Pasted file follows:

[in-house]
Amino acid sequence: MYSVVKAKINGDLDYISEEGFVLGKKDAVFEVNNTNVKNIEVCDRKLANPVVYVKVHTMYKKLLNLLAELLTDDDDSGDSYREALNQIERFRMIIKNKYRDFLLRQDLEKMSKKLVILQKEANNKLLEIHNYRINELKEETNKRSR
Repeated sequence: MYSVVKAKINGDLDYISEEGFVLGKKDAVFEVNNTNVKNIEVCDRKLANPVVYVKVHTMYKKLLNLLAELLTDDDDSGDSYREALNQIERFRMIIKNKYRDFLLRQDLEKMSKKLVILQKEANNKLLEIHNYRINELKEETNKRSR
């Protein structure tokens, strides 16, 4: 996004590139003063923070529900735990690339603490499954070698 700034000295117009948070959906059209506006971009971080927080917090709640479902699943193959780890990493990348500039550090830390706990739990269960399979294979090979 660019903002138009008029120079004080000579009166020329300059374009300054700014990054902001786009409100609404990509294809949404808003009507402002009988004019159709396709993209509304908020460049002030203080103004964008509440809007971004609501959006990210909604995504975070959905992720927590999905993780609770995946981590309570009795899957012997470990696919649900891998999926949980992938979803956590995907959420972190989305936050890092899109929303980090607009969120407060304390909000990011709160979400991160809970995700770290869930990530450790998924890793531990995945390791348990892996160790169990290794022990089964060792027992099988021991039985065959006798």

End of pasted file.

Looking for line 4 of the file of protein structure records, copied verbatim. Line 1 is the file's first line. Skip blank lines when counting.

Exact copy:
């Protein structure tokens, strides 16, 4: 996004590139003063923070529900735990690339603490499954070698 700034000295117009948070959906059209506006971009971080927080917090709640479902699943193959780890990493990348500039550090830390706990739990269960399979294979090979 660019903002138009008029120079004080000579009166020329300059374009300054700014990054902001786009409100609404990509294809949404808003009507402002009988004019159709396709993209509304908020460049002030203080103004964008509440809007971004609501959006990210909604995504975070959905992720927590999905993780609770995946981590309570009795899957012997470990696919649900891998999926949980992938979803956590995907959420972190989305936050890092899109929303980090607009969120407060304390909000990011709160979400991160809970995700770290869930990530450790998924890793531990995945390791348990892996160790169990290794022990089964060792027992099988021991039985065959006798």